Nomad: a person who does not stay long in the same place; a wanderer.
Clubs: Paris Saint-Germain, Arsenal, Real Madrid, Paris Saint-Germain, Liverpool (loan), Manchester City, Fenerbahce, Bolton Wanderers, Chelsea, Shanghai Shenhua, Juventus (loan), West Bromwich Albion, Mumbai City
Countries played in: 7
Most professional footballers go through their whole career only having a handful of clubs. In fact, some manage to spend their whole career at one club. Being a one-club man is something than endears football players to a fan base and is generally seen as the ultimate display of loyalty. However, what about those players that don’t manage to settle. The players who don’t find a home in their short professional career and instead jump from club to club in a pursuit of challenges and success. This series looks at those players who are footballing nomads; wanderers.
Most nomadic players who play for a string of clubs have had a fair amount of controversy throughout their career. It is part and parcel of the frequent moving of clubs. However, Nicolas Anelka is a player whose career was marred with more controversy than most. Sent home early from the 2010 World Cup in South Africa and being banned for making an anti-Semitic gesture while at West Bromwich Albion are two of the standout infamous moments from a career also glittered with achievements. Anelka is a figure of such contention that he was recently the subject of a Netflix documentary, entitled ‘Anelka: Misunderstood’, released in 2020.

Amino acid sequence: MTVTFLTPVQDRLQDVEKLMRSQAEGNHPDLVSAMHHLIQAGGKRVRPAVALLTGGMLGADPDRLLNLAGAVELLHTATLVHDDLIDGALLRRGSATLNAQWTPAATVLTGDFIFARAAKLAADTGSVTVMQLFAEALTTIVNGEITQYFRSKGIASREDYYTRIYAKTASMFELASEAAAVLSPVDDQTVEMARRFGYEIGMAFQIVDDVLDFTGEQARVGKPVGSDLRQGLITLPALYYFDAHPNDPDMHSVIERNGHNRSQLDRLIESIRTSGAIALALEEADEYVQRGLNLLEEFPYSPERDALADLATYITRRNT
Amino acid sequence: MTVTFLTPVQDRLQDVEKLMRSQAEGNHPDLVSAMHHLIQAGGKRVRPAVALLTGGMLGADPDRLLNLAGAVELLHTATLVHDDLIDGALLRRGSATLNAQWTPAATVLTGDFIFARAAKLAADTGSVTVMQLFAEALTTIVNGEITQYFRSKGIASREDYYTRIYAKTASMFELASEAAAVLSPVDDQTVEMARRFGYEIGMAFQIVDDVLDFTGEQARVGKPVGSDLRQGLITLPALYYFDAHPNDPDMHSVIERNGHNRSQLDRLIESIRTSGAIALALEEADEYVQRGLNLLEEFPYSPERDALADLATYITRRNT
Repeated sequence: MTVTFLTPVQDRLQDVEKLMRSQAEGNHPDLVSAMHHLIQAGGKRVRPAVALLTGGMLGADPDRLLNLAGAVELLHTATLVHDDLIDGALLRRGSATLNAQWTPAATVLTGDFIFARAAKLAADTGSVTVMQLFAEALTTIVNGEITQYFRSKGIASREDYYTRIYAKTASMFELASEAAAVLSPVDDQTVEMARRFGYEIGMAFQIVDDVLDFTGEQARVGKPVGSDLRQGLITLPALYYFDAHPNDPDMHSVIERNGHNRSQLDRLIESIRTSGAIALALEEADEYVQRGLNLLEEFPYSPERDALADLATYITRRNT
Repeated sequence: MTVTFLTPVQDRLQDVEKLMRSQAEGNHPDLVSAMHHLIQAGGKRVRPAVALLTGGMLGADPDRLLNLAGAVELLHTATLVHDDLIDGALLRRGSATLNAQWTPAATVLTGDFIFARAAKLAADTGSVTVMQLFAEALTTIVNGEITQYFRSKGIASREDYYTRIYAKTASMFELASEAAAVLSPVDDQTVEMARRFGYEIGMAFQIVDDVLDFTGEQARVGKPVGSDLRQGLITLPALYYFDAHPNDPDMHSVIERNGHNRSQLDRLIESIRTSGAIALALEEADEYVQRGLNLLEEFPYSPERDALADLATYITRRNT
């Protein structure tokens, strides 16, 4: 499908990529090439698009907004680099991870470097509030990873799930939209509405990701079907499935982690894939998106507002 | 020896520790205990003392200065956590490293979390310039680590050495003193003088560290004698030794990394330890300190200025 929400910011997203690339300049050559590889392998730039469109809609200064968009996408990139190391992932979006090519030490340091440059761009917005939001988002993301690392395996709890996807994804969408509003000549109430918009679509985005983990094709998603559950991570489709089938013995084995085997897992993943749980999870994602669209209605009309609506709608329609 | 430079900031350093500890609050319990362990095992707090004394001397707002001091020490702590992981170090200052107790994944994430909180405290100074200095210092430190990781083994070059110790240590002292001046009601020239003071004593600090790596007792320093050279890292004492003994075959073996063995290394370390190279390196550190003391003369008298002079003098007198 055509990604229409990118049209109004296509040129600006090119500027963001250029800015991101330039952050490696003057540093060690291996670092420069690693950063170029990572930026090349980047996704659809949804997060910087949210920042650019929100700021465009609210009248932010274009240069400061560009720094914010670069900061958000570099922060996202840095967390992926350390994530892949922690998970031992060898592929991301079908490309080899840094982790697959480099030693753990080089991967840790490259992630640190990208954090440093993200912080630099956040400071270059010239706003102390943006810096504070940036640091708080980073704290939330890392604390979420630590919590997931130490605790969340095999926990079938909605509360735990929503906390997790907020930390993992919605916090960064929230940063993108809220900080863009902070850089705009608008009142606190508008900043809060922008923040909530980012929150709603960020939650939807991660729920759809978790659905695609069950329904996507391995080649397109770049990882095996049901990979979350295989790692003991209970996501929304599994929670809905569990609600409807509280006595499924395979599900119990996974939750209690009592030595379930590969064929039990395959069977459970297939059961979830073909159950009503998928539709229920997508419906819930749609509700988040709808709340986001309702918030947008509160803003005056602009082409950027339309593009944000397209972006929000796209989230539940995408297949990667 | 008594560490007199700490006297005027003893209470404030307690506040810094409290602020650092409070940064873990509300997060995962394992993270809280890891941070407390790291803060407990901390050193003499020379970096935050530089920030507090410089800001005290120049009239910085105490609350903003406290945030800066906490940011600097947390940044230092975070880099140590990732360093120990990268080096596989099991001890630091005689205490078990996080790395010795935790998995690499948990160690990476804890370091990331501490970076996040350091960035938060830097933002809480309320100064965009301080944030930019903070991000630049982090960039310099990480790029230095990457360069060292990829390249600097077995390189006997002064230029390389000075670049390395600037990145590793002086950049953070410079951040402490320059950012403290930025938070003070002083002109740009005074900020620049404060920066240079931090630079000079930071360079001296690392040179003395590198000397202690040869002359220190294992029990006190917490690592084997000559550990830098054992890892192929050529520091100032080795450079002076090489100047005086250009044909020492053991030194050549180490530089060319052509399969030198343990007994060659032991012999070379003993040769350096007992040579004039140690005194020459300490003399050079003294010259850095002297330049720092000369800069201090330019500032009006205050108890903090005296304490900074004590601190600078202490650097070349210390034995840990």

When you look at Anelka’s long list of clubs his ability on the field is clear to see. Paris Saint-German, Arsenal, Liverpool, Real Madrid and Chelsea, to name a few. It was in Paris that Anelka’s senior career started. A product of the famed Claire Fontaine academy in France, Anelka was picked up by PSG in 1995, before making his debut the following year, aged just 16. The raw, pacey striker managed just the one goal in his ten Ligue 1 matches, but earned a move to Arsenal after only one season as a professional. This transfer caused some dispute between Arsenal and PSG, as Arsenal signed Anelka as a Bosman free transfer due to his contract expiry, while PSG felt this rule was only for players over 24 years of age. Arsenal Wenger and Arsenal were of the opinion that this rule only applied to domestic transfers. In the end Arsenal paid PSG £500,000 for the striker’s services.